Kroger to phase out plastic bags at all stores
Cincinnati – The nation’s largest grocery chain has begun to phase out the use of plastic bags as more Americans grow uncomfortable with their impact on the environment.
Kroger Co. will start Thursday at its QFC stores in and around Seattle, with the goal of using no plastic bags at those stores next year. The company said it will be plastic-bag free at all of its nearly 2,800 stores by 2025.
Kroger Co. orders about 6 billion bags each year for its stores in 35 states and the District of Columbia, which cater to almost 9 million people daily through two dozen different grocery chains.
The grocer, based in Cincinnati, is seeking customer feedback and will be working with outside groups throughout the transition to reusable bags. Customers will be able to buy reusable bags at its stores for $1 to $2 a piece. While brown paper bags will also be available for free, Kroger says that its goal is to fully transition to reusable bags.
“We listen very closely to our customers and our communities, and we agree with their growing concerns,” said Mike Donnelly, Kroger’s chief operating officer. “That’s why, starting today at QFC, we will begin the transition to more sustainable options. This decision aligns with our Restock Kroger commitment to live our purpose through social impact.”
The U.S. each year generates more than 4 million tons of plastic bags, sacks and wraps, according to the Environmental Protection Agency. Only about 13 percent of that plastic is recycled.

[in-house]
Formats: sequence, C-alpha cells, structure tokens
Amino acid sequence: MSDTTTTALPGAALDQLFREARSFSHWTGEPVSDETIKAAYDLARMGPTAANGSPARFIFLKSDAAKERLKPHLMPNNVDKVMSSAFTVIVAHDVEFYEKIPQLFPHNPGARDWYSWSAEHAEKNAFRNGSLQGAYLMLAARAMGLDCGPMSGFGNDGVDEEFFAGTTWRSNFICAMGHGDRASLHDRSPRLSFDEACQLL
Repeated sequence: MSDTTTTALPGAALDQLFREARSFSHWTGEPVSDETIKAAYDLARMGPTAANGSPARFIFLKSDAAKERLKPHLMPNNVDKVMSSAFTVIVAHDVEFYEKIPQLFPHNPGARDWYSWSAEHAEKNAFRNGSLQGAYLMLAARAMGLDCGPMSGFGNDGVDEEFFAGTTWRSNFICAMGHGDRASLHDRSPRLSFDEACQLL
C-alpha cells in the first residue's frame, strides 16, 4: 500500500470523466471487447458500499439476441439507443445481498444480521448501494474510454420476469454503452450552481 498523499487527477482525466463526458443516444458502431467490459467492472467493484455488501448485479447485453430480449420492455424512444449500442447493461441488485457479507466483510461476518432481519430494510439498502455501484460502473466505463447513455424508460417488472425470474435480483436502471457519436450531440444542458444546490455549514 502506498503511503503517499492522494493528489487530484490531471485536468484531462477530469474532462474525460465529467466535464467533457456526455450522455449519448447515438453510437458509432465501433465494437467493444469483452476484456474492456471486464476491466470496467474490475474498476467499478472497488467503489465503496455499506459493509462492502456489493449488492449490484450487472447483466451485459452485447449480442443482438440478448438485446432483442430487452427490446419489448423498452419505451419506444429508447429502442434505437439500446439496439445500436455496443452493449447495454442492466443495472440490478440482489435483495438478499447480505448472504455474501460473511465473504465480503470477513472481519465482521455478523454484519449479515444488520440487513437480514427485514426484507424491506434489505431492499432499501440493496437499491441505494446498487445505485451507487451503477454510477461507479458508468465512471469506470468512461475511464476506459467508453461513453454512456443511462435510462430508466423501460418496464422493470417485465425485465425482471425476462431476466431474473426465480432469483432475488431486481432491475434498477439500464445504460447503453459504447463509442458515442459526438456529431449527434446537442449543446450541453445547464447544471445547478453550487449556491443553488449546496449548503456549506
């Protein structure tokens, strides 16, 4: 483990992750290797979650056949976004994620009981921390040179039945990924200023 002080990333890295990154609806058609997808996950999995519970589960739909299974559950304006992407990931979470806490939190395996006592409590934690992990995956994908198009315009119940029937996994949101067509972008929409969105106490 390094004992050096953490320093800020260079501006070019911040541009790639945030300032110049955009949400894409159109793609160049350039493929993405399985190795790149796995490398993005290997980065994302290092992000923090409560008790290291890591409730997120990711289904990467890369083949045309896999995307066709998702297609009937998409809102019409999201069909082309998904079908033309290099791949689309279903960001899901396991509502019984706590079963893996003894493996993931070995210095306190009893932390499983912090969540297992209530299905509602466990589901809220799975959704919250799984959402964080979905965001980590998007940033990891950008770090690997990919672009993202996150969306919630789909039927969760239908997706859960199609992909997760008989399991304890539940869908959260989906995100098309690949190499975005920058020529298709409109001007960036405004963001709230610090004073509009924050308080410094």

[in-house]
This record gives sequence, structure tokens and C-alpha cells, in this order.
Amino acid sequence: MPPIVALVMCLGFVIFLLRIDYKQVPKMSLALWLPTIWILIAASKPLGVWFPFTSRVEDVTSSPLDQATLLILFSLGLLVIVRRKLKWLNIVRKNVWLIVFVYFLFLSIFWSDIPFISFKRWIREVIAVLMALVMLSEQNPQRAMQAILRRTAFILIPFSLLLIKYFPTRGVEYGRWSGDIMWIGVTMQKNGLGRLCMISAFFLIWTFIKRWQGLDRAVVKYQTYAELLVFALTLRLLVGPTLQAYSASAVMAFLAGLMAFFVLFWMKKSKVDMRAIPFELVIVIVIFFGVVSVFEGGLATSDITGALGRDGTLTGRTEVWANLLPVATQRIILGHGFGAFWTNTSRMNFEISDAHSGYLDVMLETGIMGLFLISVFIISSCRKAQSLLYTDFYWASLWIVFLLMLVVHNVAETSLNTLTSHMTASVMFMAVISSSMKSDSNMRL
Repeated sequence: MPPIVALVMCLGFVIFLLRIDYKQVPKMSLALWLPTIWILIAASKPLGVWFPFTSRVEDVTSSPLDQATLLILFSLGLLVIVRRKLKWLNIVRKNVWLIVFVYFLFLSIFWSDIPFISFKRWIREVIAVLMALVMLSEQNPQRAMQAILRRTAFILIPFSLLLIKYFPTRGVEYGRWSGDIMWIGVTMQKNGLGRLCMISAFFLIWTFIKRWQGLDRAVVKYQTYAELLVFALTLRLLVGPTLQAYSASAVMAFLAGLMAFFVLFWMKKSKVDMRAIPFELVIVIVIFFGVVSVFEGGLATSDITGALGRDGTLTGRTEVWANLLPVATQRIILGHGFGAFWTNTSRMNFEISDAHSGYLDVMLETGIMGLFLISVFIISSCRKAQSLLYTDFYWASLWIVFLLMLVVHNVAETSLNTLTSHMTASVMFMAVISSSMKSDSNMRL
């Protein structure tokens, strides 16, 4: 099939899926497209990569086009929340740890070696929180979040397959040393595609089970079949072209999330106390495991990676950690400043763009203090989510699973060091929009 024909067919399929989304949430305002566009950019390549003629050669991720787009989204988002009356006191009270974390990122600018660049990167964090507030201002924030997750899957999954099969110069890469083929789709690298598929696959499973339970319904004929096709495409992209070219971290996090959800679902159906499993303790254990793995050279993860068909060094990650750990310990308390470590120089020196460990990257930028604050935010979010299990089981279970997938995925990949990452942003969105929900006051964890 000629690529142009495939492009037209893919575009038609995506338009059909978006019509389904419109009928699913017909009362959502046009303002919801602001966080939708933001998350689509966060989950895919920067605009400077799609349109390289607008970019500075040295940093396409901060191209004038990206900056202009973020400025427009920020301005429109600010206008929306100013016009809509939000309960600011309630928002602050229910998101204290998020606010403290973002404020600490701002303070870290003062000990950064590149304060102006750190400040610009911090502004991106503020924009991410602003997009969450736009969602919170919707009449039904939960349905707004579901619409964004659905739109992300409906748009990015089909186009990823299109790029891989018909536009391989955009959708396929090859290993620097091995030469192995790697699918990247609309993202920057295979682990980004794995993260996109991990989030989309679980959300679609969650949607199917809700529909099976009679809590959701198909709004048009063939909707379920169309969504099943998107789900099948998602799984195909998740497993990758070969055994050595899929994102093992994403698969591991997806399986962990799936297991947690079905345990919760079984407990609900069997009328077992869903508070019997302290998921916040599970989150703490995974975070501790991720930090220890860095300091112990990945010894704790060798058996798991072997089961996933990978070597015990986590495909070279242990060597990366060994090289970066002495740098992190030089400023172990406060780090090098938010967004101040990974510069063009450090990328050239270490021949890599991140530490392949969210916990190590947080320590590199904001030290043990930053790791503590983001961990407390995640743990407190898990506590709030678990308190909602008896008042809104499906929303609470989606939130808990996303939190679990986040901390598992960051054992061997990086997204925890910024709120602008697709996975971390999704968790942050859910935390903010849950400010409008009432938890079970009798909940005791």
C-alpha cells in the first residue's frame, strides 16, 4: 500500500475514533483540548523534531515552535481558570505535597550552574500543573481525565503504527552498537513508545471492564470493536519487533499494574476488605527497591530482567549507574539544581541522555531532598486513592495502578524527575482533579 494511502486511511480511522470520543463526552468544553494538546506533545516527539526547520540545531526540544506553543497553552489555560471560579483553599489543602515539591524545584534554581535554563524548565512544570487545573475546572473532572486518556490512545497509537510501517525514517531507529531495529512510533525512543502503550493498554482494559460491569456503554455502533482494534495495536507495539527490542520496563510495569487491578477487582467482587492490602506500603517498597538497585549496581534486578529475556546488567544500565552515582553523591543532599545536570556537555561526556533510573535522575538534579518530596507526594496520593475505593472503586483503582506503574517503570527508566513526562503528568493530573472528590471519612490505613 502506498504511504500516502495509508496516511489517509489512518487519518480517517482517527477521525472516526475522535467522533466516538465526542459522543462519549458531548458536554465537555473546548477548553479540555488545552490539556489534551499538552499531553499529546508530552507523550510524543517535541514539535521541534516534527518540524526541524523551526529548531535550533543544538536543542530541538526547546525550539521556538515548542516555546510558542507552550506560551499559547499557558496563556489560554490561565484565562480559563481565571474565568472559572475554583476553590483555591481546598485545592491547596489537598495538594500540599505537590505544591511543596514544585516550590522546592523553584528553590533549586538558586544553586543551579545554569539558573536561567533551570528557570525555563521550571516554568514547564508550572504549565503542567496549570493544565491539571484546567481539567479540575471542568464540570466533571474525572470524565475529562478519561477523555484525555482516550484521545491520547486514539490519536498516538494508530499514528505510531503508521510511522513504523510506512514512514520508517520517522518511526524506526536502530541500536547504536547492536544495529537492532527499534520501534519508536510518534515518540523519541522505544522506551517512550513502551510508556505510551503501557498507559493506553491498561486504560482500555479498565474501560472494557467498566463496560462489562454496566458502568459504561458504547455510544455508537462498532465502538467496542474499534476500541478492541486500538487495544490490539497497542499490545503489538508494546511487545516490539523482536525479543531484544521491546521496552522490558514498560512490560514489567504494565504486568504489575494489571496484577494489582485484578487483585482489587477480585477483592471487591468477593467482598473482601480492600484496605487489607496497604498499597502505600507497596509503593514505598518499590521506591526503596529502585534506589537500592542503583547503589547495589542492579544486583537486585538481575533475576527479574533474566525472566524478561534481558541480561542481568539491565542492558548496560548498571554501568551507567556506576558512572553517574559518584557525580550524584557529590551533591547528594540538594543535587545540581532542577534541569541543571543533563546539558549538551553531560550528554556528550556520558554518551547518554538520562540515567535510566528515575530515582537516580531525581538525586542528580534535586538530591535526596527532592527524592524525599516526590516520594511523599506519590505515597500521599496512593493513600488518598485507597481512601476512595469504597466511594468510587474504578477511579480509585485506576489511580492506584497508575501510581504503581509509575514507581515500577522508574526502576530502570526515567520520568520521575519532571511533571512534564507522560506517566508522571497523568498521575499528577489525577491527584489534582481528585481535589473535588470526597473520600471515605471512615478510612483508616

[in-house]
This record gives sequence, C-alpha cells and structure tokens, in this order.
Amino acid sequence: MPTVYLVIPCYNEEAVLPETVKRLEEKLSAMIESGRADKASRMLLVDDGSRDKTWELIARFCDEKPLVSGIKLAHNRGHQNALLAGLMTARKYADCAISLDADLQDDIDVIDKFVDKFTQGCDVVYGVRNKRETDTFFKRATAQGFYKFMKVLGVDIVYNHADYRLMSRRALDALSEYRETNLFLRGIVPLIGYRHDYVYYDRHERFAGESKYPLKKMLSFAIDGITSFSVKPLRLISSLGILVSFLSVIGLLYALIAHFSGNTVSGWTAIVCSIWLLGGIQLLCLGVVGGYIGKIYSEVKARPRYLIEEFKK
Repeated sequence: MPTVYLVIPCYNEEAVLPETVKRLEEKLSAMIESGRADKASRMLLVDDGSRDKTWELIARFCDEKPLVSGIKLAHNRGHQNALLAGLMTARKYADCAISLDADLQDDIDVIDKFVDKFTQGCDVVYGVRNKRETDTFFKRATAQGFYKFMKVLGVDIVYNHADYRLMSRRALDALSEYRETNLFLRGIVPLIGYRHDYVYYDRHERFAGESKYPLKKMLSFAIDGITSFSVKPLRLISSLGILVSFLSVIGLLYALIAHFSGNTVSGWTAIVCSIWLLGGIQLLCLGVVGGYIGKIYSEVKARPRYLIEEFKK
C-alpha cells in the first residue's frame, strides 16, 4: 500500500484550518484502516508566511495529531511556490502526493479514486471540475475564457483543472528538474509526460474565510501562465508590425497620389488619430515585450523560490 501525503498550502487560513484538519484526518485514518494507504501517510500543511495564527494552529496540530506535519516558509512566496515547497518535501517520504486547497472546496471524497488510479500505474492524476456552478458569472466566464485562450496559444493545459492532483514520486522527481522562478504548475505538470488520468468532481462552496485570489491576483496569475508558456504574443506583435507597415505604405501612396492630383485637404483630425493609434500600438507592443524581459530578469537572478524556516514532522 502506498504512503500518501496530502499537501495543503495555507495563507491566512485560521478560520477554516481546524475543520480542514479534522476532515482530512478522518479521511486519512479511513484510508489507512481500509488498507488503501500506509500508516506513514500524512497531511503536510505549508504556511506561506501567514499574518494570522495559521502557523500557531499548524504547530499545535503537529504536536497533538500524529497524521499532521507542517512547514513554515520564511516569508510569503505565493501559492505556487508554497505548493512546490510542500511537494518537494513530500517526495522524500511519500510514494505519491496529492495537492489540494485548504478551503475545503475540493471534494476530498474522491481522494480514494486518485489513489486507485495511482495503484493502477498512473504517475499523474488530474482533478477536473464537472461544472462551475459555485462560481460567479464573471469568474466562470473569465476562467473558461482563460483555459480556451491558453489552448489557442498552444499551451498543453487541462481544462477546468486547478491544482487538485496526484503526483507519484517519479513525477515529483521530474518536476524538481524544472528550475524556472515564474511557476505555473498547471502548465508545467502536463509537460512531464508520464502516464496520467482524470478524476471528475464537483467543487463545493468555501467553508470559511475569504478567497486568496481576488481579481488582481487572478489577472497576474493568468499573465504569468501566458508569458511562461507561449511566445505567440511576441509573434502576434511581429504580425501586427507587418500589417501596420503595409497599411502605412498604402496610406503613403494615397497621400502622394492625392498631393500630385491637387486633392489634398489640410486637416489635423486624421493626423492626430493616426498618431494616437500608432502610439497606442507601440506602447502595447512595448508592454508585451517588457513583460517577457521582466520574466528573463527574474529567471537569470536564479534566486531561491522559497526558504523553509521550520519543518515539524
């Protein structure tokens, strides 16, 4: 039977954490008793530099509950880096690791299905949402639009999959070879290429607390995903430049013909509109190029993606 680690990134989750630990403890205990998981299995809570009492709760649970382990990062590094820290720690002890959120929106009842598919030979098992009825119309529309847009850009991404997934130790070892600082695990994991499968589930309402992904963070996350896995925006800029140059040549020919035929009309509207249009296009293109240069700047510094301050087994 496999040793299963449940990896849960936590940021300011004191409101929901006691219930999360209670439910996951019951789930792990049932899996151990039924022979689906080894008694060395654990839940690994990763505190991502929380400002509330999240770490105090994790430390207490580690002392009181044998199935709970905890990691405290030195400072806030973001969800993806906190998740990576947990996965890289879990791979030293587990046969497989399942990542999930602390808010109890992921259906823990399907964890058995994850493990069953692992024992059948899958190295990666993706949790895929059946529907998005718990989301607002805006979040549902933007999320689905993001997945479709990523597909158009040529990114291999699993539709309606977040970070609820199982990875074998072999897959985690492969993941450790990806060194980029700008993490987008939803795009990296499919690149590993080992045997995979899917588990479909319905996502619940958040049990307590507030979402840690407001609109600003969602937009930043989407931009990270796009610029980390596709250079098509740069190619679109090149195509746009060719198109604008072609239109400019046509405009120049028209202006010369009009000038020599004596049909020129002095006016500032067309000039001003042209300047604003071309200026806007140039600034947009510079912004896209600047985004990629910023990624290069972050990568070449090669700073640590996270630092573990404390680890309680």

A number of cities are attempting to put into place new bans on single-use plastic bags, but there has been pushback from industry groups, saying it will hurt lower-income populations disproportionately, as well as state lawmakers.
According to the Pew Charitable Trusts, since 2015 state lawmakers in Arizona, Missouri, Idaho, Michigan, Wisconsin and last year, Minnesota, have prevented local ordinances that ban plastic bags. They followed similar state actions in Florida, Indiana and Iowa, according to Pew.
But companies are free to make their own choices on that front, and increasingly, they are doing so.
There is a broader shift under way at major U.S. corporations to reduce waste. Disney, Starbucks, Marriott and McDonald’s are getting rid of plastic straws. McDonald’s said this year that it will use only recycled or other environmentally friendly materials for its soda cups, Happy Meal boxes and other packaging by 2025. Dunkin’ Donuts is phasing out polystyrene foam cups by 2020. Ikea plans to eliminate single-use plastic products from its shelves by 2020.